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Netanyahu Is Afraid of This Election, Too

Ravit Hecht
Ravit Hecht
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Opposition Leader Benjamin Netanyahu at the Knesset, in May.
Opposition Leader Benjamin Netanyahu at the Knesset, in May.Credit: Ohad Zwigenberg
Ravit Hecht
Ravit Hecht

Despite all the hype about how he succeeded in burrowing a tunnel under the “change” government, causing it to collapse, and in spite of the confidence the right is projecting as it goes from strength to strength in the polls to the safe shore of 61 mandates, make no mistake about it: Benjamin Netanyahu is afraid of this election. He is running scared too.

Before the Knesset dissolved itself, he made every effort – “insane proposals” to Benny Gantz and Gideon Sa’ar, those close to the two men say – to form a government without going into an election. The proposals didn’t stand a chance because Netanyahu no longer has any credibility, but the desperation of the effort testifies to his worries: A person convinced of victory, or at least a result that will improve his Knesset position, doesn’t invest so much trying to prevent an election.

Many people remain skeptical about the Haredi parties’ threat to part ways with Netanyahu if he fails again to form a government. The Haredim are not in any hurry to abandon Netanyahu, certainly not at a time when he enjoys so much support among their voter base and the Haredi street has grown increasingly extreme over the past three decades. But the sea isn’t the same sea, certainly not the fifth time around.

The Haredim are coming into this election from the opposition wastelands. There’s a big difference between staying loyal when you’re in the government, including a caretaker government (which, in spite of the fatigue of repeated elections, does give those on the inside the powers and privileges of being in office), and when you’re down in the dumps of the opposition.

One member of the coalition says that two people had been driven insane by the “change” government – Ayman Odeh, who’s become a Palestinian nationalist, and Moshe Gafni, who’s grown tense and irritable. Gafni, who according to sources is now also in conflict with Arye Dery, is very uneasy. In short, being in the opposition is not doing the ultra-Orthodox any good.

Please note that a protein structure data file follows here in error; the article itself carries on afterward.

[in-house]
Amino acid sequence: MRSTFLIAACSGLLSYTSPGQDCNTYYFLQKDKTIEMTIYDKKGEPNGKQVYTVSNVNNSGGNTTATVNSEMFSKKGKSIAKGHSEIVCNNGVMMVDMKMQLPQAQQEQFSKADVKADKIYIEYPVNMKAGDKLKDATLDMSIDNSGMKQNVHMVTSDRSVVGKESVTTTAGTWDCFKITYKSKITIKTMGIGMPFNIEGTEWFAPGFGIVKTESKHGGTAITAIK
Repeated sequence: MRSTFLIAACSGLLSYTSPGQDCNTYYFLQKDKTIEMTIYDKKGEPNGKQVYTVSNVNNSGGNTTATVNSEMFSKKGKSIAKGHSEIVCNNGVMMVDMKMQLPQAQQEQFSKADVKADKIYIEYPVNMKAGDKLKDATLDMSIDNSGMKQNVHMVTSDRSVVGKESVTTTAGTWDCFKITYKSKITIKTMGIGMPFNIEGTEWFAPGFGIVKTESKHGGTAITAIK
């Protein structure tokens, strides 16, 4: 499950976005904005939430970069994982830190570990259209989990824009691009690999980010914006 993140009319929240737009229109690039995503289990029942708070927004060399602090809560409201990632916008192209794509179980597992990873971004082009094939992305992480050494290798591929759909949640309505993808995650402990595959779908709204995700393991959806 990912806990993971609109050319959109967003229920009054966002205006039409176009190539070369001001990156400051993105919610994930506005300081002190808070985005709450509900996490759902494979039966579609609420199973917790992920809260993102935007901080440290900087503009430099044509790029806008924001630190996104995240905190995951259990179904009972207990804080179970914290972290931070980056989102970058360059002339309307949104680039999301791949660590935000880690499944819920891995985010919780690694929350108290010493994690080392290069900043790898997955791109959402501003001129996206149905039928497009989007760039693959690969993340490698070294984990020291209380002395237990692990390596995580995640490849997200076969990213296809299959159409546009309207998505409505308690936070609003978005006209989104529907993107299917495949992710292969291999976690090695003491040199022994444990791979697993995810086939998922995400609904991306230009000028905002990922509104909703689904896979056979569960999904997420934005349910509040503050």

Haredi lawmakers will never admit this on the record, but many of them have had enough of Netanyahu. They’re dying for this chapter to come to an end. Many of them clearly would prefer Benny Gantz.

Without 61 mandates, Netanyahu knows that the Haredim will pressure him into a rotation agreement with Gantz, with Gantz occupying the prime minister’s residence first. Unless Netanyahu agrees to that, he can’t be at all certain that Gantz or Sa’ar would agree to rotation at all. And that brings us to Netanyahu’s main problem.

Netanyahu can’t reach 61 seats on his own, even if he succeeds in bringing out more of the Likud’s traditional voters in its urban strongholds, something the party fantasizes about in every election. If Meretz reaches the threshold to enter the Knesset (and it seems, for now, that it will), the dream of 61 mandates is over. If Gantz keeps to his position and refuses to legitimize Netanyahu, the dream of 61 mandates is over.

This all comes at a time when Netanyahu’s criminal trial moves inexorably forward and his ability to stop it is waning. Hadas Klein’s testimony adds graphic illustration to the rumors that have long surrounded the family. A normal person, including the Netanyahu voters who have tried to deny it, will be hard-pressed to square Klein’s testimony with Netanyahu’s campaigning on the economy and Israel’s suffering consumers.

The truth is that despite his political strength and a firm bloc of supporters behind him, Netanyahu has so far been unable to defeat his opponents. There are good reasons for assuming he won’t be able to in the coming election either.

On the face of it, that spells political chaos and repeated elections. Netanyahu is trying to create the impression that he is a happy warrior, a gladiator ready to return to the arena stronger than ever and supported by fanatical believers. We don’t have to believe this. Perhaps it will take another round in the arena before it become evident, but the fact is that Netanyahu’s strength is receding.

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